All things come to those who wait. This proverb, which originates in the work of French poet Clément Marot, fits the sailors of Team Gitana like a glove. After five days on forced stand-by along the Tierra del Fuego coast, Lionel Lemonchois and his nine-man crew took advantage of a lull in the weather to resume their trek to San Francisco.
But the hundred or so miles separating Gitana 13 from Cape Horn yesterday was no pleasure cruise, as the skipper informed his on-land team: “We were ready and waiting at the mouth of Lemaire Channel since Wednesday evening, but we again had to be patient: 40 knots of wind along with seas that were still rough aren't the best conditions for sailing through that channel. Finally, at 10:30 Thursday morning we made our move into the narrow strait, where swells of 5 to 6 meters prevented us from going faster than 8-9 knots. It was way too rough. Then, we hugged the rocks to avoid being slowed too much by the ocean and we reached the tip of South America close-hauled.”
With Cape Horn in its wake, Gitana 13's bows are now aimed at the Pacific Ocean: “When we rounded the Horn we tacked toward the south-southwest to get away from the particularly bad coasts in the area and to go after better winds. Our goal over the next few days is simple: to get as far northwest as possible so we can avoid a ridge in a low-pressure system currently forming more northward. We'll have to pick our way through low-pressure areas along the way. The going will be uncomfortable for a few hours, but when we get to these areas we should be far from the coast, and that's already a relief," said Lemonchois.
Onboard the 33-meter catamaran, the team used these few days of “suspended time” to rest and get ready for the climb up the west coast of Latin America. Gitana 13, like the crew, is sailing at 100% potential with another 6,200 miles to cover.
Far from being discouraged by losing five days to the whims of Zephyr, Lemonchois and his nine teammates are as motivated as ever as they resume their quest: attempting to beat the Route de l'Or record.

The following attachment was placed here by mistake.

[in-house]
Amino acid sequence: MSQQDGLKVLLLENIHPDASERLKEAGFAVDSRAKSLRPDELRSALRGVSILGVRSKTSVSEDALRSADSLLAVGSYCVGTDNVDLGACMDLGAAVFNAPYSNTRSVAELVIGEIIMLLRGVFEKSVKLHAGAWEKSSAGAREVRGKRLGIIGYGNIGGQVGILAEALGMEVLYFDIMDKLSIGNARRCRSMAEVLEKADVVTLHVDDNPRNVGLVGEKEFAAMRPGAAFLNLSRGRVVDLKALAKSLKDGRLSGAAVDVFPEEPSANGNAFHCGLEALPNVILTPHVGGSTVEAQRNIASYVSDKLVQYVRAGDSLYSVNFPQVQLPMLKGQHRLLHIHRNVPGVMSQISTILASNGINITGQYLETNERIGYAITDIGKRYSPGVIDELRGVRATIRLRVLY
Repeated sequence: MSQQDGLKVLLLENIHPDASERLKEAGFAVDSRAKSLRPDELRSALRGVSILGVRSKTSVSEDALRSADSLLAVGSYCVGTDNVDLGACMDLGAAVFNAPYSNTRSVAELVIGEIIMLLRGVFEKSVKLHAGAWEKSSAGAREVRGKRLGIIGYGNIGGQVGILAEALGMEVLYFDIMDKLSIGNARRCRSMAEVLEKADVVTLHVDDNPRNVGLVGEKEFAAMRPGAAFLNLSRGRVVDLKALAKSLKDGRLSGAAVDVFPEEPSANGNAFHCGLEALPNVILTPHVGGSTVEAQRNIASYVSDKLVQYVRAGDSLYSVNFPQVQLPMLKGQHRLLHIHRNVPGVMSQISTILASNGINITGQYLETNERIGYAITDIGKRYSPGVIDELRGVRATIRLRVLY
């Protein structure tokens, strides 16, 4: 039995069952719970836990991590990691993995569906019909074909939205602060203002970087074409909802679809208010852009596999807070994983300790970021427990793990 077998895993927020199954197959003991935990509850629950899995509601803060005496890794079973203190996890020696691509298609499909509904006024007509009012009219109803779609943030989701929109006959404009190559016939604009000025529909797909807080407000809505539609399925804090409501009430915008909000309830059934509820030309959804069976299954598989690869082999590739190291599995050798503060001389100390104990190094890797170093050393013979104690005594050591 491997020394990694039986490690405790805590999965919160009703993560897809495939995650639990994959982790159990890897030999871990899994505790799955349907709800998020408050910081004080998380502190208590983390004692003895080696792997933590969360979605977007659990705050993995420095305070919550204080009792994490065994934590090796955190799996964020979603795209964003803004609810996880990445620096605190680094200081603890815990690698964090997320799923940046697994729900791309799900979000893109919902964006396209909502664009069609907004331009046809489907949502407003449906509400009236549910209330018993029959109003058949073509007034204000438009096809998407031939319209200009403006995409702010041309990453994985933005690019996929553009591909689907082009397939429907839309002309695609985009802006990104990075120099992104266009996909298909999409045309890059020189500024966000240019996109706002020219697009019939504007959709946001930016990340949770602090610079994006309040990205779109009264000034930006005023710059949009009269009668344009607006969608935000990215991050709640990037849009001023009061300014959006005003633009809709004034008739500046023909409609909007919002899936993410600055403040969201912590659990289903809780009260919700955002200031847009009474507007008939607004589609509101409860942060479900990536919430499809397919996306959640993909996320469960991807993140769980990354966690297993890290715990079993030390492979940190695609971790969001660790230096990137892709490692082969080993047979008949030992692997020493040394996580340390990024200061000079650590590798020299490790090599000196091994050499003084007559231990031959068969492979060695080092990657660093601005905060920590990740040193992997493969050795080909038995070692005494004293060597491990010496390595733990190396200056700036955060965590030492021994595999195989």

A bit of history
Cape Horn is the most legendary and southernmost of the capes, standing at 55°59 S and 67°16 W. 425 meters high, it's located in Tierra del Fuego at the southern tip of Chile on Horn Island (Hermit Islands).
Discovered in 1616 by merchant Jacob Le Maire and sailor Wilhem Schouten, the famous promontory owes its name to the Dutch port city of Hoorne, which backed the two men in their expedition. At the time, Le Maire and Schouten were seeking a new sailing route to the Pacific Ocean and the Molucca Islands, in order to get around the commercial restrictions imposed by the Dutch East India Company. So with a regiment of sailors they took to the seas on two ships—the Eendracht and the Hoorne—in order to explore Francis Drake's theory formulated several years earlier.
In 1578, the English pirate Drake, on an expedition to pillage Spanish colonies in South America, sailed through the Strait of Magellan to get to the Pacific Ocean. When his ship made it out of the Strait, it got caught up in a series of storms that blew it to 70°S and far enough east that he thought he was back in the Atlantic Ocean. This is why the passage between the southern tip of the American continent and Antarctic is called Drake Passage.
A look at the numbers
The time to beat: 57 days 3 hours 21 minutes 45 seconds, record set by Yves Parlier and his team in 1998
Departure from New York: Wednesday 16 January, 5:29pm (French time)
Crossed the equator: Wednesday 23 January, 8:24am (French time)
Time spent - 6 days 14 hours 52 minutes
Rounded Cape Horn: Friday 8 February, 12:54am (French time),
Time spent - 22 days 7 hours 25 minutes